Research on organizational stress in competitive sport has grown exponentially within the last two decades. Despite the volume of literature and the narrative reviews available, no systematic reviews exist that have sought to bring collective findings together in a single, rigorous point of reference. The objective of this oral presentation is to share the findings of this review on organizational stress and well-being, which was subjected to rigorous evaluation and synthesis, with the aim of highlighting innovative avenues for future qualitative research. A systematic review of literature was conducted using PRISMA-P guidelines and robust searches of PsycArticles, PsycInfo, and SPORTDiscus databases. Citation pearl growing and manual searches of journal databases helped to retrieve additional relevant papers that may have been missed in the initial searches. To be included, retrieved papers must have contained primary or secondary data collected from athletes, coaches, support staff in competitive sport, and have been published between March 2001 and September 2020. Key information from sifted papers (i.e., at the title, abstract, and full-text levels) were extracted and the final sample of included papers were tabulated into a study characteristics table on MicrosoftTM Excel. Study quality scores were evaluated among the research team, while included papers were shared among topical experts to reduce the risk of bias. The final sample comprised 47 studies that included 4,630 individuals (athletes, coaches, and support staff). The synthesized findings presented within this systematic review of literature proffer a myriad of widely distributed organizational stressors underpinned by a range of situational properties and managed through a variety of coping options (e.g., problem solving, social support). Limited studies within the literature focused on cognitive appraisals, emotions, and well-being within the context of organizational stress, with existing literature overly focusing on athletes and discrete stress experiences. The review highlights the importance of interpersonal stress transactions (e.g., appraisals, coping) and their influence on individual and collective functioning in sport. Athletes, coaches, and support staff in sport organizations experience a range of stress transactions that holds implications for performance and health-related outcomes. As this presentation will highlight, future research should consider the use of longitudinal, diary, integrative designs, and further innovatively designed studies (e.g., creative non-fiction) within under-represented populations (e.g., coaches, support staff) to deepen our understanding of the relational nature of organizational stress and well-being.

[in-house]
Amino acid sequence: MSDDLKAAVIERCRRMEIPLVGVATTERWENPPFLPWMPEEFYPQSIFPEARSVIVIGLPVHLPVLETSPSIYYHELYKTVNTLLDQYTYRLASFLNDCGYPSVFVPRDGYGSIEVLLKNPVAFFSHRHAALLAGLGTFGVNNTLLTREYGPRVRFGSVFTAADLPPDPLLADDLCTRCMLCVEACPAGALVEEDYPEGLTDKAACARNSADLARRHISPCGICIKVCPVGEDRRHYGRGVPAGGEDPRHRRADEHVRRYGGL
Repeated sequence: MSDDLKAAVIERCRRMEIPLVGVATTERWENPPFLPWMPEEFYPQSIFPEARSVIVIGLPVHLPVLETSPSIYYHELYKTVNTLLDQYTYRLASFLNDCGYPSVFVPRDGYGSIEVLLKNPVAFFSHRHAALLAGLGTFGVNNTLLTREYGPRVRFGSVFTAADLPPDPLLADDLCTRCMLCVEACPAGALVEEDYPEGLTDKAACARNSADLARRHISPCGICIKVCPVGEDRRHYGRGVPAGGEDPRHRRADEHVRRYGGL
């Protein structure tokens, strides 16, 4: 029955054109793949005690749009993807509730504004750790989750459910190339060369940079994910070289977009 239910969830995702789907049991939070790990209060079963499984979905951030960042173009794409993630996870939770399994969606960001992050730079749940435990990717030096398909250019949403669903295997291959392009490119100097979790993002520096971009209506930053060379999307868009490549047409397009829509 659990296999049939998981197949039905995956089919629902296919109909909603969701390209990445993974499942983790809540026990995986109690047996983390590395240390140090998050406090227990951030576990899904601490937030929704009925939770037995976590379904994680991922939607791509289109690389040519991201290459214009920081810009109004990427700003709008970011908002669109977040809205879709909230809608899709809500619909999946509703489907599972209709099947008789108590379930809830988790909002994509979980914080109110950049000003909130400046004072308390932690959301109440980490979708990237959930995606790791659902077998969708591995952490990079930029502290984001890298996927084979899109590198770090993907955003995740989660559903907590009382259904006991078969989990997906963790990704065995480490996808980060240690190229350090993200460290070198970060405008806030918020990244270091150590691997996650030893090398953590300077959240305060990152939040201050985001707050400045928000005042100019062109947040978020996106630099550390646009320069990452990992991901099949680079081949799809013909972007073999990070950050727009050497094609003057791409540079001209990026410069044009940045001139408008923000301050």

|Publication status||Unpublished - 8 Apr 2021|
|Event||16th European Network of Youth Specialists in Sport Psychology Conference - Online|
Duration: 8 Apr 2021 → 8 Apr 2021
|Academic conference||16th European Network of Youth Specialists in Sport Psychology Conference|
|Period||8/04/21 → 8/04/21|